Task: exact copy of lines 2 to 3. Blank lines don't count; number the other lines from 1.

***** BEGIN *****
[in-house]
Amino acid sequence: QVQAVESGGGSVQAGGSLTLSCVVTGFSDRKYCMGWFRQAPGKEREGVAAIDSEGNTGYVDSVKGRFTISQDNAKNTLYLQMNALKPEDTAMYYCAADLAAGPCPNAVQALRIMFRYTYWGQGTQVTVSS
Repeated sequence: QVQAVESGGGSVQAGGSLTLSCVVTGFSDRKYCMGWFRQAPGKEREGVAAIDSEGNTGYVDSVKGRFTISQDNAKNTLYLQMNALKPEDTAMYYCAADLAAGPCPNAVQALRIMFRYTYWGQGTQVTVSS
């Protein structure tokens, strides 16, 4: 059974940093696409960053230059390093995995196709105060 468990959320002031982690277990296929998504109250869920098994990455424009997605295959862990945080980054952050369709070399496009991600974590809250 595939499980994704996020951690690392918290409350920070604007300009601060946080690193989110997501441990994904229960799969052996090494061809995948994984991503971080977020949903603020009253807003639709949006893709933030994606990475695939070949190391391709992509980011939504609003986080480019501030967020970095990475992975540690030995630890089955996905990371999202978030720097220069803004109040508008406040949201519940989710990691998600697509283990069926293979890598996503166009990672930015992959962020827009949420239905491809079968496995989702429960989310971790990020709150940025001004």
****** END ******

Amino acid sequence: QVQAVESGGGSVQAGGSLTLSCVVTGFSDRKYCMGWFRQAPGKEREGVAAIDSEGNTGYVDSVKGRFTISQDNAKNTLYLQMNALKPEDTAMYYCAADLAAGPCPNAVQALRIMFRYTYWGQGTQVTVSS
Repeated sequence: QVQAVESGGGSVQAGGSLTLSCVVTGFSDRKYCMGWFRQAPGKEREGVAAIDSEGNTGYVDSVKGRFTISQDNAKNTLYLQMNALKPEDTAMYYCAADLAAGPCPNAVQALRIMFRYTYWGQGTQVTVSS